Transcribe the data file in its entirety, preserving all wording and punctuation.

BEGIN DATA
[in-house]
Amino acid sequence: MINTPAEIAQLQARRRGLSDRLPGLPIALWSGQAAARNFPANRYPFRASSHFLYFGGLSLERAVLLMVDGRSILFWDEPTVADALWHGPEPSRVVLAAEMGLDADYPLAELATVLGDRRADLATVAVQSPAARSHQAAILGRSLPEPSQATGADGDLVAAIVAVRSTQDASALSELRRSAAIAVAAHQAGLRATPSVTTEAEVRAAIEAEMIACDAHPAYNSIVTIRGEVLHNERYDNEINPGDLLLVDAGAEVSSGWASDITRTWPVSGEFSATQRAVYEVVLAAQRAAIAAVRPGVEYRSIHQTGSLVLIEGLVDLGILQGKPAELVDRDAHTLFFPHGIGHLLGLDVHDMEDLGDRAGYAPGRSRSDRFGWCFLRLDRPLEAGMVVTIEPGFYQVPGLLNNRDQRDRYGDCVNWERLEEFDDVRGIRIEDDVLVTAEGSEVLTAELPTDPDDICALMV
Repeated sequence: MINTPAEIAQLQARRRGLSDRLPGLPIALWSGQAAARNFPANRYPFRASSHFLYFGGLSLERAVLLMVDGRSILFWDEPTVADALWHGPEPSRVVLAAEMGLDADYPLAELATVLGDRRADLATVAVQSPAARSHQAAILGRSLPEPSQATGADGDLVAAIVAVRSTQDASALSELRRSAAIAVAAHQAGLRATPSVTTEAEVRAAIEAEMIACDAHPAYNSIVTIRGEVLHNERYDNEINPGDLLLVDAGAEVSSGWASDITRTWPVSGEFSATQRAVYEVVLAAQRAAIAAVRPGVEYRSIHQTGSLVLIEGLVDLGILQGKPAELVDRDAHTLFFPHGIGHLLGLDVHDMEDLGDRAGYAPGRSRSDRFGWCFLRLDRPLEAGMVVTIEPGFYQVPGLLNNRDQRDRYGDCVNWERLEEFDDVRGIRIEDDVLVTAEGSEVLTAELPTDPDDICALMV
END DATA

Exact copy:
[in-house]
Amino acid sequence: MINTPAEIAQLQARRRGLSDRLPGLPIALWSGQAAARNFPANRYPFRASSHFLYFGGLSLERAVLLMVDGRSILFWDEPTVADALWHGPEPSRVVLAAEMGLDADYPLAELATVLGDRRADLATVAVQSPAARSHQAAILGRSLPEPSQATGADGDLVAAIVAVRSTQDASALSELRRSAAIAVAAHQAGLRATPSVTTEAEVRAAIEAEMIACDAHPAYNSIVTIRGEVLHNERYDNEINPGDLLLVDAGAEVSSGWASDITRTWPVSGEFSATQRAVYEVVLAAQRAAIAAVRPGVEYRSIHQTGSLVLIEGLVDLGILQGKPAELVDRDAHTLFFPHGIGHLLGLDVHDMEDLGDRAGYAPGRSRSDRFGWCFLRLDRPLEAGMVVTIEPGFYQVPGLLNNRDQRDRYGDCVNWERLEEFDDVRGIRIEDDVLVTAEGSEVLTAELPTDPDDICALMV
Repeated sequence: MINTPAEIAQLQARRRGLSDRLPGLPIALWSGQAAARNFPANRYPFRASSHFLYFGGLSLERAVLLMVDGRSILFWDEPTVADALWHGPEPSRVVLAAEMGLDADYPLAELATVLGDRRADLATVAVQSPAARSHQAAILGRSLPEPSQATGADGDLVAAIVAVRSTQDASALSELRRSAAIAVAAHQAGLRATPSVTTEAEVRAAIEAEMIACDAHPAYNSIVTIRGEVLHNERYDNEINPGDLLLVDAGAEVSSGWASDITRTWPVSGEFSATQRAVYEVVLAAQRAAIAAVRPGVEYRSIHQTGSLVLIEGLVDLGILQGKPAELVDRDAHTLFFPHGIGHLLGLDVHDMEDLGDRAGYAPGRSRSDRFGWCFLRLDRPLEAGMVVTIEPGFYQVPGLLNNRDQRDRYGDCVNWERLEEFDDVRGIRIEDDVLVTAEGSEVLTAELPTDPDDICALMV